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Have we really gone all the way to No. 26 before mentioning a Kentucky player? It’s true. Isaiah Jackson boasts at 7-3 wingspan and is someone with high-level athleticism and defensive presence in the paint. One of the best shot-blockers in the country last season, Jackson was also a consistent rebounder on both ends of the floor. Kentucky was putrid, but Jackson seldom took plays off. Rim-running big from a program with pedigree that has a good track record of sending bigs to the NBA. Has no business falling to the second round.
I’ve seen no shortage of forecasts, coverage and chatter regarding Moody as a guy who’ll go in the 10-14 range. I’m just not seeing it. Watched him plenty the past two seasons at Arkansas, and he was a pretty good college player. He’s a first-round talent … but for me, the back end of the first round is the more practical projection. I’ve got reservations over his consistency. I’d put his ceiling a bit lower than where some scouts and GMs have it. Again, this is not to slight the player. I think Moody deserves to be used in the top 30, but I’d take at least 24 guys before him when attempting to predict the next 8-10 years of performance and development.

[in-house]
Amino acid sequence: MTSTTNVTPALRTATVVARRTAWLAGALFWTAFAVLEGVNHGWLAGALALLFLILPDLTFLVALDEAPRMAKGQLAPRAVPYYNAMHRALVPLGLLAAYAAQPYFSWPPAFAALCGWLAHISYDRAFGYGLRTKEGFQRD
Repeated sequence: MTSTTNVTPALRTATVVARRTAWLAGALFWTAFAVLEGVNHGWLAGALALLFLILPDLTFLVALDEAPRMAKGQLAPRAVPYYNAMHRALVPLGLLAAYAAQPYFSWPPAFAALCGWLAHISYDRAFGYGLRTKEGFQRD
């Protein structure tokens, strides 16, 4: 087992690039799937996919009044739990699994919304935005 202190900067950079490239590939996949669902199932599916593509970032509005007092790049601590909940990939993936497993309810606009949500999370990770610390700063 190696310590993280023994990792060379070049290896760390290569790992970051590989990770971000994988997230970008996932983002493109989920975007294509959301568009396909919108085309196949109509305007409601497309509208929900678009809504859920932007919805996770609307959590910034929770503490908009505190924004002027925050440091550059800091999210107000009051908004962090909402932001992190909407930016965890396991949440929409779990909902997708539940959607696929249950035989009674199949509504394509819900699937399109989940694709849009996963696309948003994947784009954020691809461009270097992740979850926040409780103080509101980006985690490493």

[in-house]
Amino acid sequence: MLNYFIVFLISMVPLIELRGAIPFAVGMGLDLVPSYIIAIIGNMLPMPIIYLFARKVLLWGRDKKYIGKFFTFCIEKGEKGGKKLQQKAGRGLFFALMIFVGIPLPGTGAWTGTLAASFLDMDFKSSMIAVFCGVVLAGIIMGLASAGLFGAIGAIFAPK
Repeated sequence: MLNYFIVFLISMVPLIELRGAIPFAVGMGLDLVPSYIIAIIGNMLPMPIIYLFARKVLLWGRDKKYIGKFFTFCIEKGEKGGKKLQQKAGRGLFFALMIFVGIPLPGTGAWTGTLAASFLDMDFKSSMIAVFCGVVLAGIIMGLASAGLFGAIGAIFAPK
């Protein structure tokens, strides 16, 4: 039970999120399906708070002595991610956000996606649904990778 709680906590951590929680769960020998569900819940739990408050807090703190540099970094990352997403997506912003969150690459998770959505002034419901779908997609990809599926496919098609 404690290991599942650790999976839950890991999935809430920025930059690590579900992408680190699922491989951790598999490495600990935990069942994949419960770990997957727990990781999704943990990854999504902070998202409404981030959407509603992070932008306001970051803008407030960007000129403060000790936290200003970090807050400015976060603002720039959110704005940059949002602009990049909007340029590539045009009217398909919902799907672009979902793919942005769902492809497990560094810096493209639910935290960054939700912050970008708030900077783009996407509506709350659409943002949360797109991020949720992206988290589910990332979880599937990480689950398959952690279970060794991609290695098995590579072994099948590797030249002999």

Too young and too talented not to put him into the 20s. I think his ceiling in this class is Nos. 10-12, though I’m not close to going that far on him. Springer’s best quality is probably his capacity for improvement and his evolution through adaptation. By that I mean: The more he played at Tennessee, the better he looked. It clearly clicked by February. He’s not a vocal player, but he is someone who has a lot left to dig out of his game. Nothing he does right now is at an A level (for the NBA), but almost every facet of his game is B-to-B-plus. I think you have to take a chance on him if he’s still sitting there at 26, 27 or 28.